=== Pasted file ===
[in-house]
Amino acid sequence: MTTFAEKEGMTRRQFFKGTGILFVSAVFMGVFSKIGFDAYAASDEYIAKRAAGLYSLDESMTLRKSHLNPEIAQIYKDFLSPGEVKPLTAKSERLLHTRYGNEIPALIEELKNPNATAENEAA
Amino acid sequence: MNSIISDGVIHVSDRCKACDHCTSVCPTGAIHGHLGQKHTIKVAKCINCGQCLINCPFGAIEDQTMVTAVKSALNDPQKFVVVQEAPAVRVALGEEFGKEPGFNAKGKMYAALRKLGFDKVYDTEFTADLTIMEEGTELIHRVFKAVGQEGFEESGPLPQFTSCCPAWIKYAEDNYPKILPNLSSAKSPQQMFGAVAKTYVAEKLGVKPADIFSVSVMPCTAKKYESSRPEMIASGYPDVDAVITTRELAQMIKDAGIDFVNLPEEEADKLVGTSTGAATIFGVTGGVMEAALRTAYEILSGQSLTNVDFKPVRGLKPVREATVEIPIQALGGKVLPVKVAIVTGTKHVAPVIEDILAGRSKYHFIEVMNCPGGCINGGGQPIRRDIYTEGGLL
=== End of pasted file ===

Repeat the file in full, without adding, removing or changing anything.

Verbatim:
[in-house]
Amino acid sequence: MTTFAEKEGMTRRQFFKGTGILFVSAVFMGVFSKIGFDAYAASDEYIAKRAAGLYSLDESMTLRKSHLNPEIAQIYKDFLSPGEVKPLTAKSERLLHTRYGNEIPALIEELKNPNATAENEAA
Amino acid sequence: MNSIISDGVIHVSDRCKACDHCTSVCPTGAIHGHLGQKHTIKVAKCINCGQCLINCPFGAIEDQTMVTAVKSALNDPQKFVVVQEAPAVRVALGEEFGKEPGFNAKGKMYAALRKLGFDKVYDTEFTADLTIMEEGTELIHRVFKAVGQEGFEESGPLPQFTSCCPAWIKYAEDNYPKILPNLSSAKSPQQMFGAVAKTYVAEKLGVKPADIFSVSVMPCTAKKYESSRPEMIASGYPDVDAVITTRELAQMIKDAGIDFVNLPEEEADKLVGTSTGAATIFGVTGGVMEAALRTAYEILSGQSLTNVDFKPVRGLKPVREATVEIPIQALGGKVLPVKVAIVTGTKHVAPVIEDILAGRSKYHFIEVMNCPGGCINGGGQPIRRDIYTEGGLL